Tax Protestors And Other Pseudolaw Cranks
There is strong overlap between libertarians and tax protestors. Tax protestors have amazing reinterpretations of laws and history that they claim justify independence from paying taxes. Sovereign Citizens, Constitutional Militiaas and Jury Nullification are some of the many other crank theories.
- The Tax Protester FAQ [More...]
- A magnificent and thoroughly documented FAQ 'to provide concise, authoritative rebuttals to nonsense about the U.S. tax system that is frequently posted on web sites scattered throughout the Internet, by a variety of fanatics, idiots, charlatans, and dupes, frequently referred to by the courts as “tax protesters”.'
- Idiot Legal Arguments: A Casebook for Dealing with Extremist Legal Arguments [More...]
- Bernard Sussman has compiled a huge collection of legal citations concerning the lunatic legal claims of militia-mythology that tax scofflaws, neo-anarchists (and sometimes libertarians) often repeat. You can get an idea of the claims, but this is fairly impenetrable for laymen.
- Constitutionalism: The White Man's Ghost Dance [More...]
- A savagely funny mockery of the idiocy of Constitutionalists. "Constitutionalists look upon law as the word-magic of lawyer-necromancers who draw their wizardly powers from grimoires, from books of magic spells they have selfishly withheld from the people. "
- County Supremacy Movement (1 link)
- A crank idea that the only legitimate policing power belongs to the county sheriff. All higher government activity is a conspiracy to rob the people of their rights.
- Judicial Review (2 links)
- Libertarians decry judicial review when it goes against their desires. They frequently charge that it is not an enumerated power, conveniently overlooking the fact that it can be construed as part of the Constitutional judicial power, and was discussed as such before ratification.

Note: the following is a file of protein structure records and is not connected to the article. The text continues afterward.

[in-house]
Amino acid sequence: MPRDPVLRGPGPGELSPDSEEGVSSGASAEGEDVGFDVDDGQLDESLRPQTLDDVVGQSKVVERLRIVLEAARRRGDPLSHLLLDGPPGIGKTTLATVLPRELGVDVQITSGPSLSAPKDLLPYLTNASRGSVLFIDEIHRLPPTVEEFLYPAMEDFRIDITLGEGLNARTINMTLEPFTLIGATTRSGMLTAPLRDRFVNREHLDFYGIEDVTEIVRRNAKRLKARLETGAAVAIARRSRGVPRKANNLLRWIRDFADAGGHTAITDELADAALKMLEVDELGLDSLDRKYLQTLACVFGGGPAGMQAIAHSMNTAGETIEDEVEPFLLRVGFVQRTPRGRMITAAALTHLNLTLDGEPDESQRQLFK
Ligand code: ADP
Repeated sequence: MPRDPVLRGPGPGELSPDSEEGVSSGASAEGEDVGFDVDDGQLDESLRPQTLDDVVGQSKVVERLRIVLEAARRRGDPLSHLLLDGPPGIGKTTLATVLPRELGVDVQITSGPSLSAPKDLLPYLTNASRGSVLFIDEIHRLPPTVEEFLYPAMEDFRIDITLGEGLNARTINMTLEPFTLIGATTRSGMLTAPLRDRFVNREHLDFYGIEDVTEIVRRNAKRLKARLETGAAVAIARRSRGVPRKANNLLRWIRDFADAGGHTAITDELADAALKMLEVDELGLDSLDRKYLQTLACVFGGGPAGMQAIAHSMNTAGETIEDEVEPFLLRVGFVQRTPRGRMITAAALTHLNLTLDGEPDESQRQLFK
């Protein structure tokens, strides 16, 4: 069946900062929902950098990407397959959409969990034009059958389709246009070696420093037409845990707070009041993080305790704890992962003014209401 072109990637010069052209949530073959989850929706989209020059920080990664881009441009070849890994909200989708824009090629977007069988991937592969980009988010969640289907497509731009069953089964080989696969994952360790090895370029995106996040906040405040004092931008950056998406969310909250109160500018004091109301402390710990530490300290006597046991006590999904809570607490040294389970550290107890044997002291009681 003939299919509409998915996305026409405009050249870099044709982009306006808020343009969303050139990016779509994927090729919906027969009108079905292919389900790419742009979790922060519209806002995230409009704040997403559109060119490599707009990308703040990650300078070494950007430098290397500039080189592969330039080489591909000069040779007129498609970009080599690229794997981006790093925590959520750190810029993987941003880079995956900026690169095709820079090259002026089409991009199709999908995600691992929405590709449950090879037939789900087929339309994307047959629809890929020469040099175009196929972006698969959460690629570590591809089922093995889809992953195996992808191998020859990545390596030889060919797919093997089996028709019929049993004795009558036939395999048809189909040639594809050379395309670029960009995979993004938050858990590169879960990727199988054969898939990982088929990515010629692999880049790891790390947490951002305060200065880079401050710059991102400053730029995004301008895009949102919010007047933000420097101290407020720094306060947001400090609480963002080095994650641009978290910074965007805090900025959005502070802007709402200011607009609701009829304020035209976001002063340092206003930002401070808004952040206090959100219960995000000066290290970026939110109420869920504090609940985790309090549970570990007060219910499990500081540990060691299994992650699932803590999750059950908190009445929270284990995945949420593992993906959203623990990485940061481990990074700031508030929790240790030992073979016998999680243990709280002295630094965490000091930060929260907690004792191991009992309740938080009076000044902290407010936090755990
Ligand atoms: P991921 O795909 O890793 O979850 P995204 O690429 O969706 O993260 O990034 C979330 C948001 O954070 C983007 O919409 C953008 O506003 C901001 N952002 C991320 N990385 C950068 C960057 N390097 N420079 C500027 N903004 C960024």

- Jury Nullification (2 links)
- Juries have the power (if not the right) to acquit if they oppose a law's results. This can be for good or bad: defying the Fugitive Slave Act or freeing white racists who have murdered blacks. This does not repeal or invalidate laws for more than the single trial. There is controversy about it, but it is not really important.
- Militias (3 links)
- In the USA, "militia" is a euphemism for private, nongovernment, nonprofessional armies created for political purposes. Many of these militia's members are libertarians. Private armies like these militias are frequently a tool of coercion: after the Civil War, private armies played a major role in instituting Jim Crow by terrorizing blacks. Hitler and Mussolini both rose to power through their private armies.
- Pseudolaw (RationalWiki) [More...]
- Pseudolaw encompasses any legal theory developed or action taken that relies heavily on frivolous arguments trumped up in legal language.
- Sovereign Citizens (7 links)
- An attempt to frustrate or disrupt the legal system with a "baffle them with bullshit" strategy. Also known as: Detaxers; Freemen or Freemen-on-the-Land; Sovereign Men; Church of the Ecumenical Redemption International (CERI); Moorish Law; OPCA litigants; and other labels.
- Tax protester (RationalWiki) [More...]
- Tax protester (less commonly, tax protestor) is a general category to describe anyone who does not believe they are required to pay various taxes... The term "tax protester," while the preferred nomenclature, is somewhat misleading. In more common parlance they might be called tax deniers -- and in practice tax evaders.
- Tenther movement (5 links)
- Crank states' rights advocates who would prefer that the powers delegated to the federal government be construed VERY narrowly, invalidating most of the past 200+ years of federal law. They would prefer that the states retain these powers (10th Amendment), so that slavery or other state abuses could not be outlawed federally.
All the English were free men and most of them were serfs. All the English were self-governing in counties run by sheriffs appointed by kings, the descendants of foreign conquerors. England alone enjoyed the Common Law, handed down from Sinai by Moses, and dating from 1215 A.D. Secured by the Common Law, all men's property was inviolable, and all of it belonged to the king. The Common Law, also known as Natural Law and God's Law, only restricted conduct which harmed the person or property of another, such as swearing, fornicating, possessing weapons in the royal forests, converting to Judaism, or dreaming that the king had died. There was complete religious freedom, i.e., Roman Catholicism was the state church, attendance at services was compulsory, and heretics were executed. As perfect, as unchangeable as the Common Law always was, it got even better when free and prosperous Englishmen fleeing persecution and poverty brought it to America. They repaired there, as Garrison Keilor quipped, to enjoy less freedom than they had in England.
Bob Black, ""Constitutionalism": The White Man's Ghost Dance"